‘He was part of the family’: Grand National hero dies aged 30

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  • Grand National hero Rough Quest — whose 1996 victory was described by his jockey Mick Fitzgerald as ‘better than sex’ — has died at the grand age of 30.

    The gelding provided owner Andrew Wates, trainer Terry Casey and Mick with one of their most memorable days in racing and was the longest living Grand National-winning horse.

    However, he recently developed an infection, which he was struggling to overcome, and the decision was made to put him to sleep on Wednesday (19 October).

    The son of Crash Course was retired from the track aged 12 before enjoying a few years on the hunting field, but was described by his owner as “rather a handful and very strong”.

    He returned to Andrew’s home in Dorking, Surrey, three years later where he would remain in happy retirement for the next 15 years.

    “He really was part of the family and will be very much missed — I would visit him at least two or three times a week. I had owned him for 26 years and for most of that time he remained in the same yard at Henfold House Stables,” said Andrew.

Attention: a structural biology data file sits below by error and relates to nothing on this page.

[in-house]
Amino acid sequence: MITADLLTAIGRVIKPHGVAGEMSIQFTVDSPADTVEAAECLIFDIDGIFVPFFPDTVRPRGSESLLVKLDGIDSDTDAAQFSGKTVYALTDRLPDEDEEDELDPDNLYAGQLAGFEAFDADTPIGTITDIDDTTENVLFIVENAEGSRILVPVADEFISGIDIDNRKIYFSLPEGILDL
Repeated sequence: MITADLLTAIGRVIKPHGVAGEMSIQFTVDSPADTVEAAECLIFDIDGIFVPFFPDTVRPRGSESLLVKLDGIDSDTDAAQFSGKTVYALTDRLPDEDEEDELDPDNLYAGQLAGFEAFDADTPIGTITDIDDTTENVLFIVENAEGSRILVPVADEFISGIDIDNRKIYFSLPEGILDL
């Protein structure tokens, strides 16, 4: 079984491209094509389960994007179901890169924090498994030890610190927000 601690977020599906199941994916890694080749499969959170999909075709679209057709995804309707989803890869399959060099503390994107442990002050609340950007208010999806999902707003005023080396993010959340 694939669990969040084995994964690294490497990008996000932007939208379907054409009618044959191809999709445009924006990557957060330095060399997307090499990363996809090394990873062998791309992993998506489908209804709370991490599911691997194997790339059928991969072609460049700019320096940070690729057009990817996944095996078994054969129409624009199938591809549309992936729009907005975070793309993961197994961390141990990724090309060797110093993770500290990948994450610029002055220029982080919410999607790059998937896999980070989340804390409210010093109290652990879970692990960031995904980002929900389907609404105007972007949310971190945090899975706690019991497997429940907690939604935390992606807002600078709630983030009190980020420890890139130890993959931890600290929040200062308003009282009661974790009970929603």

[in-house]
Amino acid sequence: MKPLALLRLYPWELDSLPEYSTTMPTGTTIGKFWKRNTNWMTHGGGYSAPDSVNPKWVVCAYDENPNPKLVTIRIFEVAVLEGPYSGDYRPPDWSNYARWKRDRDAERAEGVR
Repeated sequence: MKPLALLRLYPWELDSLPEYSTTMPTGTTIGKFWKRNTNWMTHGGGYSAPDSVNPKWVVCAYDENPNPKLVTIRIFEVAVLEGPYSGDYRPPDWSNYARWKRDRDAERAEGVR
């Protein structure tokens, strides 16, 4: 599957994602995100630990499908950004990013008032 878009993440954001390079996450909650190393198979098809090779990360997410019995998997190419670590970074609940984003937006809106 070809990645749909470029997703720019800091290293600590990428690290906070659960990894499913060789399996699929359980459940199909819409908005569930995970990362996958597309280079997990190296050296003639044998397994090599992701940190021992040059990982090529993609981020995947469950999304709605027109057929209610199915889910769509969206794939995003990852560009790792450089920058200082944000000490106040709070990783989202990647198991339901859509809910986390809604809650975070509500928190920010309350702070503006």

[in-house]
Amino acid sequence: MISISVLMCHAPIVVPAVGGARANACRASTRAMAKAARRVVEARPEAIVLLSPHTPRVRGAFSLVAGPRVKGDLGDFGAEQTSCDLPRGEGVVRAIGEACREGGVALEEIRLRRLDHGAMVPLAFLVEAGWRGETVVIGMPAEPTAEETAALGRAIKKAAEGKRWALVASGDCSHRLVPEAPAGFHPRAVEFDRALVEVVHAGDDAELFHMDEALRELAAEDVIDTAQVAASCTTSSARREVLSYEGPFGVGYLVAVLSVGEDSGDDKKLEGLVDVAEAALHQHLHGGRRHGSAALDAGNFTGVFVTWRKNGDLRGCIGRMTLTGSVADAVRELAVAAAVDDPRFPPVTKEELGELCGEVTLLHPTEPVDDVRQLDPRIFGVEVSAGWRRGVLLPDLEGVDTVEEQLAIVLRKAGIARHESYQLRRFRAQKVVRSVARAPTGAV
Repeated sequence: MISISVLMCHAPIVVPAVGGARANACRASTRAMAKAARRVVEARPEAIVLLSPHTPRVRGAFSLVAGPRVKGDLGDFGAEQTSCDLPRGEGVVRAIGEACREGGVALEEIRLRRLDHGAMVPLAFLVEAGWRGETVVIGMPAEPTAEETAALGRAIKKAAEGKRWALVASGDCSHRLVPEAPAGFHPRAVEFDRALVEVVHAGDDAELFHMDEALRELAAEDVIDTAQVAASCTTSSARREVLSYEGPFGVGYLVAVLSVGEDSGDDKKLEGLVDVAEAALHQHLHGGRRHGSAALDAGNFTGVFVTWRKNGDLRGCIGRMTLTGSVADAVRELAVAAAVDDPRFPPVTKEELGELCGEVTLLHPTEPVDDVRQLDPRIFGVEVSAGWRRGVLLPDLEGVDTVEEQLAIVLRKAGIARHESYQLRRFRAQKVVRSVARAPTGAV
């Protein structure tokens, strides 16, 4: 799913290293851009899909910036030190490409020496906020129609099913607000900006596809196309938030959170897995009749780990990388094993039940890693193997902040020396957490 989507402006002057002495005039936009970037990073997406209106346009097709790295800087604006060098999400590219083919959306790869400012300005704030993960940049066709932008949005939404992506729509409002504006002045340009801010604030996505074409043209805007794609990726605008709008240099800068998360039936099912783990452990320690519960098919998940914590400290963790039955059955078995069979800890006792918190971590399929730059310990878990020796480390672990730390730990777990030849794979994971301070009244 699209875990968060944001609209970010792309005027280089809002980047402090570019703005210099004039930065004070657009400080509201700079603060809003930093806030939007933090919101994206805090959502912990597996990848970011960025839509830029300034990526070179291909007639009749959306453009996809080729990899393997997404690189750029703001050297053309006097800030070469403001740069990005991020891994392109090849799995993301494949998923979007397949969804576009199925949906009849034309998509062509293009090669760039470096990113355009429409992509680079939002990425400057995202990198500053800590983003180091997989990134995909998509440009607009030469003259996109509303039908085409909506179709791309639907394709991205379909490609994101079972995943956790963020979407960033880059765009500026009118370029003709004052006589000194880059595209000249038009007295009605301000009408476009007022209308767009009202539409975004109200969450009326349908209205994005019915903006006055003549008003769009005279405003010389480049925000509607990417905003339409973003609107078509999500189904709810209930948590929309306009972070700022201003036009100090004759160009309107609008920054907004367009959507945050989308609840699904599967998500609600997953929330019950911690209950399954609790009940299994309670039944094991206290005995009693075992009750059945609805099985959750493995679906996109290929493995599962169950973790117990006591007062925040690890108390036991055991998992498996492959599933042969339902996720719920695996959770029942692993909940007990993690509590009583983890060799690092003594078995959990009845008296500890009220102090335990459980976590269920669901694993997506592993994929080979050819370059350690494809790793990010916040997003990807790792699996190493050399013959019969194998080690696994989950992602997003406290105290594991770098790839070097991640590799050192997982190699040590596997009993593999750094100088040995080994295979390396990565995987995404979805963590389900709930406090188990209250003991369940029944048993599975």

“He was a very tough individual and was extremely well looked after by David Arbuthnot [who trains from Henfold] in his retirement.”

    Andrew found Rough Quest as a ‘keen’ four-year-old in Ireland through trainer Arthur Moore.

    “He’s was a fantastic mover and a really lovely horse — a bit backward but a big, strong horse.”

    He won over the infamous Aintree fences aged 10, having been second in the Cheltenham Gold Cup and won the Racing Post Chase on the lead-up to the big race.

    “Mick Fitzgerald gave him a beautiful ride in the National that year. You never wanted to hit the front too soon with Rough Quest because he would idle,” added Andrew.

    “Following the race there was an enquiry and I think I was too busy with emotion that it was almost a relief when the winner was announced — it really was the best day.”

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